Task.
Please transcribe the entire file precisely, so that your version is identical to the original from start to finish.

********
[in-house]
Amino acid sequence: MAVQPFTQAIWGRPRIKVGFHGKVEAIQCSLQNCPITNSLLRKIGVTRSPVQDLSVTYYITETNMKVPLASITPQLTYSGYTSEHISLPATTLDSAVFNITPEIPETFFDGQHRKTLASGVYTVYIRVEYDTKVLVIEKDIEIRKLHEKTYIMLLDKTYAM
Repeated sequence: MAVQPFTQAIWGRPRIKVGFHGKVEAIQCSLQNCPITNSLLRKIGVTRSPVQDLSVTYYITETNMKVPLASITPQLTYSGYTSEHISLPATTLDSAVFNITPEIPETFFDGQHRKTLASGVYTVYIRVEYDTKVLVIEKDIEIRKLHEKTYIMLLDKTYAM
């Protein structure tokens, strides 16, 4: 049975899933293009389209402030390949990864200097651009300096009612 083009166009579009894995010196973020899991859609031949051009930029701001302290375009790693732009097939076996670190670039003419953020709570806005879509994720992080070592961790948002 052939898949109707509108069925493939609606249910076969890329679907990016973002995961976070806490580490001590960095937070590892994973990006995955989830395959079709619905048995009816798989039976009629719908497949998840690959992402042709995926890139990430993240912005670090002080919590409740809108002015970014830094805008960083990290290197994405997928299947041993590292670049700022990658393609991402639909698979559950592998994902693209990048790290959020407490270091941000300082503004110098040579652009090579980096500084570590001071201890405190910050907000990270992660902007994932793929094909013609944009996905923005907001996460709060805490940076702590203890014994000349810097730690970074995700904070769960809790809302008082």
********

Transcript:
[in-house]
Amino acid sequence: MAVQPFTQAIWGRPRIKVGFHGKVEAIQCSLQNCPITNSLLRKIGVTRSPVQDLSVTYYITETNMKVPLASITPQLTYSGYTSEHISLPATTLDSAVFNITPEIPETFFDGQHRKTLASGVYTVYIRVEYDTKVLVIEKDIEIRKLHEKTYIMLLDKTYAM
Repeated sequence: MAVQPFTQAIWGRPRIKVGFHGKVEAIQCSLQNCPITNSLLRKIGVTRSPVQDLSVTYYITETNMKVPLASITPQLTYSGYTSEHISLPATTLDSAVFNITPEIPETFFDGQHRKTLASGVYTVYIRVEYDTKVLVIEKDIEIRKLHEKTYIMLLDKTYAM
């Protein structure tokens, strides 16, 4: 049975899933293009389209402030390949990864200097651009300096009612 083009166009579009894995010196973020899991859609031949051009930029701001302290375009790693732009097939076996670190670039003419953020709570806005879509994720992080070592961790948002 052939898949109707509108069925493939609606249910076969890329679907990016973002995961976070806490580490001590960095937070590892994973990006995955989830395959079709619905048995009816798989039976009629719908497949998840690959992402042709995926890139990430993240912005670090002080919590409740809108002015970014830094805008960083990290290197994405997928299947041993590292670049700022990658393609991402639909698979559950592998994902693209990048790290959020407490270091941000300082503004110098040579652009090579980096500084570590001071201890405190910050907000990270992660902007994932793929094909013609944009996905923005907001996460709060805490940076702590203890014994000349810097730690970074995700904070769960809790809302008082």